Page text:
Objective: To investigate the association of the cause of preterm birth on in-hospital mortality of preterm neonates born from 24 to 34 weeks of gestation.
Methods: L'Etude épidémiologique sur les petits âges gestationnels (EPIPAGE)-2 is a prospective, nationwide, population-based cohort of very preterm births. After dividing causes of preterm birth into six mutually exclusive groups, we analyzed the association of each cause with in-hospital deaths of preterm neonates born alive with adjustment for organizational, maternal, and obstetric factors.
Results: The analysis included 3,138 singleton live births from 24 to 34 weeks of gestation with a newborn in-hospital mortality rate of 5.0% (95% confidence interval 4.5-5.7). Preterm labor was the most frequent cause of preterm birth (n=1,293 [43.5%]) followed by preterm premature rupture of membranes (n=765 [23.9%]), hypertensive disorders without suspected fetal growth restriction (n=397 [12.7%]), hypertensive disorders with suspected fetal growth restriction (n=408 [10.9%]), placental abruption after an uncomplicated pregnancy (n=92 [3.0%]), and suspected fetal growth restriction without hypertensive disorders (n=183 [5.9%]). Neonates born because of suspected fetal growth restriction with or without hypertensive disorders (adjusted odds ratio [OR] 3.0 [1.9-4.7] and adjusted OR 2.3 [1.1-4.6], respectively) had higher adjusted risks of in-hospital death than those born after preterm labor. Risks of in-hospital mortality for preterm births caused by preterm premature rupture of membranes (adjusted OR 1.3 [0.9-1.9]), hypertensive disorders without fetal growth restriction (adjusted OR 0.7 [0.4-1.4]), or placental abruption (adjusted OR 1.6 [0.7-3.7]) were similar to those born after preterm labor.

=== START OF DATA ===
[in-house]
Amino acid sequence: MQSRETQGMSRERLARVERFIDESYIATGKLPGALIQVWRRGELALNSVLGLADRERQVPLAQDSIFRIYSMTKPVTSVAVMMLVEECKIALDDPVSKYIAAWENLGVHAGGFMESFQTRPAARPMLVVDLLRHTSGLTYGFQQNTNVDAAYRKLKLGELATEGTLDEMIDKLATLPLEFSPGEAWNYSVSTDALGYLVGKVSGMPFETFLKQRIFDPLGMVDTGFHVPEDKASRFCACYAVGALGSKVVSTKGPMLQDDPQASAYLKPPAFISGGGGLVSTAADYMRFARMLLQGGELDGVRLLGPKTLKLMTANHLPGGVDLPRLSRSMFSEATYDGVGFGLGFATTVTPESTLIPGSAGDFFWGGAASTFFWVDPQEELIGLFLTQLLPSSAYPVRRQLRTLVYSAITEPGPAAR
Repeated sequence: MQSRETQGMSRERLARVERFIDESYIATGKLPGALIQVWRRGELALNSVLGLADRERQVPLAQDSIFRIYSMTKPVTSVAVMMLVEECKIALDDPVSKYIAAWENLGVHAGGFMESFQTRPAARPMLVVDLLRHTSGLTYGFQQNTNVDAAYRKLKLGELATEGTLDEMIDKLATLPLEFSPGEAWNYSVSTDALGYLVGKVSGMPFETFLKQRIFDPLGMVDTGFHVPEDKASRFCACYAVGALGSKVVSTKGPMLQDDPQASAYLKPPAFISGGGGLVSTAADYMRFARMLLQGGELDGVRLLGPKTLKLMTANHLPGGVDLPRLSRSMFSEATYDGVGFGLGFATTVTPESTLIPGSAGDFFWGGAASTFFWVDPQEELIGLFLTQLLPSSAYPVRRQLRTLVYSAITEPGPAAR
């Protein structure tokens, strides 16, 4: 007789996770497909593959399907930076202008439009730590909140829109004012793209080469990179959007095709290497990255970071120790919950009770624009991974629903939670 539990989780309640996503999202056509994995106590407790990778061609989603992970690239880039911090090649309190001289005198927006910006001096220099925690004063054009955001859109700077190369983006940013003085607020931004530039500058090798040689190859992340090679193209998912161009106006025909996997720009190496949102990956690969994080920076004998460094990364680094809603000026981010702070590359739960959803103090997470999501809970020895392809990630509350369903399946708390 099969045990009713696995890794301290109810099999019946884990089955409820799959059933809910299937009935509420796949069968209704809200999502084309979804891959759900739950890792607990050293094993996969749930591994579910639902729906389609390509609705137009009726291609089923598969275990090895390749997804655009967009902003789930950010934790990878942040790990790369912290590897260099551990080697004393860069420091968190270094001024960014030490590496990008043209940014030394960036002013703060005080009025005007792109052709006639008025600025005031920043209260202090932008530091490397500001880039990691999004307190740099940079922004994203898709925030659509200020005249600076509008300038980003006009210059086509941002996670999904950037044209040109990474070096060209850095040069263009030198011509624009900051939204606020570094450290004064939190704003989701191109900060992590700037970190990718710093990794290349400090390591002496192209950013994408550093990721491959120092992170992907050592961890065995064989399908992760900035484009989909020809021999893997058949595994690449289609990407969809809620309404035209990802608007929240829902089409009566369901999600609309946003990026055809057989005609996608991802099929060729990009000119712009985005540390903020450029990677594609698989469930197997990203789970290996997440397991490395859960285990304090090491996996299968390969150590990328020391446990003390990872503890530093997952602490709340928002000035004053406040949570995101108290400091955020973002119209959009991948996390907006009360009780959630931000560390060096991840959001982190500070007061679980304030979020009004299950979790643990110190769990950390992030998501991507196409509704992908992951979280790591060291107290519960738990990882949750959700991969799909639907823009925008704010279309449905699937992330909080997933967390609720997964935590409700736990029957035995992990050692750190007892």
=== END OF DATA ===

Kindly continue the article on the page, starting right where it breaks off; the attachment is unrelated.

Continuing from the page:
Conclusion: Among neonates born alive before 34 weeks of gestation, only those born because of suspected fetal growth restriction have a higher mortality risk than those born after preterm labor.